On Thanksgiving Day around noon, Byron David Smith was sitting in the basement of his home on eight acres of land in Little Falls, Minn., a woodsy town of about 8,000 people, when he thought he heard intruders moving around upstairs.
How Smith, 64, ended up killing two teenagers in cold blood that day, as he later told police, is laid out in icy detail in a criminal complaint filed in the state’s Seventh District Court on Monday.
Smith, who was worried the intruders might be armed, waited quietly downstairs with a Mini-14 rifle, a semi-automatic carbine, in his hand, according to the complaint, which details what he told police. He had a .22-caliber revolver strapped to his body, he said. He heard a window break, and later he showed police officers a broken window in his bedroom. He listened to footsteps above him, on the first floor of the house. Then he saw someone walking down the stairwell into the basement, where he sat, and a pair of legs became visible. Then he fired. Twice.
The person he shot was Nicholas Brady, a 17-year-old who also used the last name Schaeffel. Brady was looking up at Smith after he fell down the stairs. Smith, who has been reported to be a former security officer for the U.S. State Department, told police he shot Brady in the face.
The reason? “I want him dead,” Smith told officers.
Smith put Brady on a tarp and dragged him into a basement workshop, leaving the body there, he said. Then he went back to his seat. He waited.
It took a few minutes, but soon another pair of legs came down the basement stairs. It was Haile Kifer, a gymnast and diver for Little Falls High School. Smith told police he fired as the 18-year-old girl’s hips appeared. She too fell down the stairs. Smith’s Mini-14 jammed. Kifer laughed up at the man who would kill her. That made him mad, he said, even though it was only a short laugh because she was in so much pain.
“If you’re trying to shoot somebody and they laugh at you, you go again,” Smith explained to police as his logic for what he did next. Smith said he shot Kifer in the chest with his .22-caliber revolver, not once but several times. That was “more shots than I needed to,” Smith later told police.
Kifer was still alive. Smith dragged her over to where he had left Brady’s body. The young woman gasped for air. Smith had a solution for that—what he later called “a good clean finishing shot.” He placed his gun underneath her chin and fired it “up into the cranium.”
Smith said he acted out of fear. He was afraid Brady or Kifer might have a weapon. Minnesota state law allows homeowners to defend themselves and their property if they believe they are in danger. Smith acknowledged to police that neither of the two teens in his home had a weapon.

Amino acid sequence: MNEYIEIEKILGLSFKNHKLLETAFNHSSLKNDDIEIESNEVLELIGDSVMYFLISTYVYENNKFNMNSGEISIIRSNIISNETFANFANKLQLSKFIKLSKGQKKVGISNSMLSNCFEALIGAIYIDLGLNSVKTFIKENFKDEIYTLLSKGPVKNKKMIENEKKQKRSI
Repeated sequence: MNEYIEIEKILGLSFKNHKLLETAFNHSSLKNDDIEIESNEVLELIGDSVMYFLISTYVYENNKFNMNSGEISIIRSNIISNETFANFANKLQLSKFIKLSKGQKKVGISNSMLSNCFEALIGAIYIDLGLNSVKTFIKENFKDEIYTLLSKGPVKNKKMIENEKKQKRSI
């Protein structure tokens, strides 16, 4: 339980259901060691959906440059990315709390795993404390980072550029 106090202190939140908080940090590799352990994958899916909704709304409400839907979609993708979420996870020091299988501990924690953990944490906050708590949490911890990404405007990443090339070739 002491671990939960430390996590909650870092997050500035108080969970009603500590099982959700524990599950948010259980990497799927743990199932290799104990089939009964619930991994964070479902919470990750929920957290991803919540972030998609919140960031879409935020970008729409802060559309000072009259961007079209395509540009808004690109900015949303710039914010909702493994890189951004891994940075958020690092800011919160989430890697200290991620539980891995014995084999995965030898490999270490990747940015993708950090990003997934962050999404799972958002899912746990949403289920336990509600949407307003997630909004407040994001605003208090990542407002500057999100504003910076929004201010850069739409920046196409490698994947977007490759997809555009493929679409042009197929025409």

The two bodies remained in the basement of Smith’s home overnight. The next morning, Smith seems to have become worried about how his actions might affect him. He called a neighbor on Friday and asked him if he knew lawyers, according to the complaint. Smith didn’t call the police, he later said, but asked the neighbor to call them. That call was placed at 1 p.m. on Nov. 23.
Officers arrived at Smith’s home, where he showed them the bodies of the two teens in his basement. He was arrested. Appearing in court in Morrison County on Monday morning, Smith was charged with two counts of unpremeditated murder in the second degree. Bail was set at $2 million.
“Mr. Smith intentionally killed two teenagers in his home in a manner that goes well beyond self-defense,” Morris County Attorney Brian Middendorf said on Monday.
Many questions remain unanswered in the town of Little Falls, where Kifer worked at the Falls Cinema, according to her Facebook page.
Brady had never been in any serious trouble before, his older brother Nathan Schaeffel told The Daily Beast.
Smith had no prior convictions, according to a database managed by the Minnesota Bureau of Criminal Apprehension. His brother, Bruce Smith, however, told the Star Tribune that the Little Falls man was on edge because of seven prior break-ins at his home in previous years.
Mary Swanson, a supervisor at the Morrison County Sheriff’s Office, said that on Oct. 27, Smith called to report a burglary in his home. That was the only incident the sheriff’s office ever had that originated at Smith’s residence, Swanson said. According to the report from that time, Smith left his home at 11 a.m. and returned at around 6:30 p.m. to find his home had been broken into, he told police. He called police seven minutes later to report that $9,200 worth of cash and gold coins had been taken, along with two guns worth $200 apiece, $3,000 in photography equipment, and a $300 ring.
“Nothing came of it,” Swanson said. “They investigated and basically they were kind of at a dead end.”
Schools in the town have been offering “extensive counseling services and grief support” to students who request it, said Stephen Jones, Little Falls superintendent of schools. The two victims were cousins, he said, and they had both gone to Little Falls High School until the beginning of this year, when Brady transferred to Pillager High School.
Friends of the two teens held a vigil at the local high-school football field on Sunday night.
The students organized the candlelit gathering on their own, without school officials, Jones said. It was a quiet event.